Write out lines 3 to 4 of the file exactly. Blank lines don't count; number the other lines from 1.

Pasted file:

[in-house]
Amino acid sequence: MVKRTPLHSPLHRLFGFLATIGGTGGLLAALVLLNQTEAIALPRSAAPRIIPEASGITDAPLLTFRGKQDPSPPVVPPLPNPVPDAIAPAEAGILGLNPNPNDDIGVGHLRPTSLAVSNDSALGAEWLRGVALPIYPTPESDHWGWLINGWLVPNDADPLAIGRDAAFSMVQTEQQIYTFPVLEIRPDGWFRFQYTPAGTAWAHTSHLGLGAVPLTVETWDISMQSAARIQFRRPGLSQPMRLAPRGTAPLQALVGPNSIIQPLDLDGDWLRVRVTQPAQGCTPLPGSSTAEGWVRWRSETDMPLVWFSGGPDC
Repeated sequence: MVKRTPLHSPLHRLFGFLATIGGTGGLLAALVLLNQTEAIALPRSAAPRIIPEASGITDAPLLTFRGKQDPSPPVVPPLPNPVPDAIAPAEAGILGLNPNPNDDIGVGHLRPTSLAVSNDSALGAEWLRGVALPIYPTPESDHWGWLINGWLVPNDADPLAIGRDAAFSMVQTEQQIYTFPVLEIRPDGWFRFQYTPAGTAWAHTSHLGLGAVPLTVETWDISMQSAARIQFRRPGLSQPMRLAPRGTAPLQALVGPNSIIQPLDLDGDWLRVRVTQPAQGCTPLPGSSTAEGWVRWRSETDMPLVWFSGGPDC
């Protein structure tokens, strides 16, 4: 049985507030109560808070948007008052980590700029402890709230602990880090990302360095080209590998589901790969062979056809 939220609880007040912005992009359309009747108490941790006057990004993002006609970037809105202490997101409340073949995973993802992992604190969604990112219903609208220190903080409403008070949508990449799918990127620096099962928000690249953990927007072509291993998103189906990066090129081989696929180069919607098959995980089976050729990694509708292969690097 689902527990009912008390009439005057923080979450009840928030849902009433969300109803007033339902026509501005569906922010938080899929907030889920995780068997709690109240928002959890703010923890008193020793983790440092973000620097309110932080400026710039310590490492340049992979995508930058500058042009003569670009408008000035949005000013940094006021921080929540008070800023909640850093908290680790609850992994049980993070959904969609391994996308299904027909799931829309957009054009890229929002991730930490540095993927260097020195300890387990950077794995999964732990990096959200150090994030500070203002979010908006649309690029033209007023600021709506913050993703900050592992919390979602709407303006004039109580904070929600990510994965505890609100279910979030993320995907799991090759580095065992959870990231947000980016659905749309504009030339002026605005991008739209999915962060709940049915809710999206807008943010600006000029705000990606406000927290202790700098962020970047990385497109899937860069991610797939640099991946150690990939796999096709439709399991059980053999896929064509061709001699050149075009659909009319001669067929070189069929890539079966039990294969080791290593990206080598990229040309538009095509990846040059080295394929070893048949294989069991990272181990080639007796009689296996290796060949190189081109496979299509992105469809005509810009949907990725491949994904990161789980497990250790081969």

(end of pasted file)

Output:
Repeated sequence: MVKRTPLHSPLHRLFGFLATIGGTGGLLAALVLLNQTEAIALPRSAAPRIIPEASGITDAPLLTFRGKQDPSPPVVPPLPNPVPDAIAPAEAGILGLNPNPNDDIGVGHLRPTSLAVSNDSALGAEWLRGVALPIYPTPESDHWGWLINGWLVPNDADPLAIGRDAAFSMVQTEQQIYTFPVLEIRPDGWFRFQYTPAGTAWAHTSHLGLGAVPLTVETWDISMQSAARIQFRRPGLSQPMRLAPRGTAPLQALVGPNSIIQPLDLDGDWLRVRVTQPAQGCTPLPGSSTAEGWVRWRSETDMPLVWFSGGPDC
């Protein structure tokens, strides 16, 4: 049985507030109560808070948007008052980590700029402890709230602990880090990302360095080209590998589901790969062979056809 939220609880007040912005992009359309009747108490941790006057990004993002006609970037809105202490997101409340073949995973993802992992604190969604990112219903609208220190903080409403008070949508990449799918990127620096099962928000690249953990927007072509291993998103189906990066090129081989696929180069919607098959995980089976050729990694509708292969690097 689902527990009912008390009439005057923080979450009840928030849902009433969300109803007033339902026509501005569906922010938080899929907030889920995780068997709690109240928002959890703010923890008193020793983790440092973000620097309110932080400026710039310590490492340049992979995508930058500058042009003569670009408008000035949005000013940094006021921080929540008070800023909640850093908290680790609850992994049980993070959904969609391994996308299904027909799931829309957009054009890229929002991730930490540095993927260097020195300890387990950077794995999964732990990096959200150090994030500070203002979010908006649309690029033209007023600021709506913050993703900050592992919390979602709407303006004039109580904070929600990510994965505890609100279910979030993320995907799991090759580095065992959870990231947000980016659905749309504009030339002026605005991008739209999915962060709940049915809710999206807008943010600006000029705000990606406000927290202790700098962020970047990385497109899937860069991610797939640099991946150690990939796999096709439709399991059980053999896929064509061709001699050149075009659909009319001669067929070189069929890539079966039990294969080791290593990206080598990229040309538009095509990846040059080295394929070893048949294989069991990272181990080639007796009689296996290796060949190189081109496979299509992105469809005509810009949907990725491949994904990161789980497990250790081969």